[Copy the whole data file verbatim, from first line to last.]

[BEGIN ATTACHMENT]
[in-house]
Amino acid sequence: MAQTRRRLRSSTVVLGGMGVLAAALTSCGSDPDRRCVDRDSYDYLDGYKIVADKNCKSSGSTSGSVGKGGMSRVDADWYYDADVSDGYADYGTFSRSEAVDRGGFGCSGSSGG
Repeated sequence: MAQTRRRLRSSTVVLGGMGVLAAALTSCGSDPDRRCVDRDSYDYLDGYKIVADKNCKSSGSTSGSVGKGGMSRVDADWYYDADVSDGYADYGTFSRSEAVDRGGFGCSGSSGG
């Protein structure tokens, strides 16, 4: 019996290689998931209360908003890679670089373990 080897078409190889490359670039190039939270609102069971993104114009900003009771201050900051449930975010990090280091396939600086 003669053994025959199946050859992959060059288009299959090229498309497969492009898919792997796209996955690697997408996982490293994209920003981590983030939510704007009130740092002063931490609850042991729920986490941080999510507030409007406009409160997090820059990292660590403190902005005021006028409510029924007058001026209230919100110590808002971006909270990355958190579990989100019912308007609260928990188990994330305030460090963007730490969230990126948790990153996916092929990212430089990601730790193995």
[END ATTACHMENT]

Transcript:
[in-house]
Amino acid sequence: MAQTRRRLRSSTVVLGGMGVLAAALTSCGSDPDRRCVDRDSYDYLDGYKIVADKNCKSSGSTSGSVGKGGMSRVDADWYYDADVSDGYADYGTFSRSEAVDRGGFGCSGSSGG
Repeated sequence: MAQTRRRLRSSTVVLGGMGVLAAALTSCGSDPDRRCVDRDSYDYLDGYKIVADKNCKSSGSTSGSVGKGGMSRVDADWYYDADVSDGYADYGTFSRSEAVDRGGFGCSGSSGG
């Protein structure tokens, strides 16, 4: 019996290689998931209360908003890679670089373990 080897078409190889490359670039190039939270609102069971993104114009900003009771201050900051449930975010990090280091396939600086 003669053994025959199946050859992959060059288009299959090229498309497969492009898919792997796209996955690697997408996982490293994209920003981590983030939510704007009130740092002063931490609850042991729920986490941080999510507030409007406009409160997090820059990292660590403190902005005021006028409510029924007058001026209230919100110590808002971006909270990355958190579990989100019912308007609260928990188990994330305030460090963007730490969230990126948790990153996916092929990212430089990601730790193995």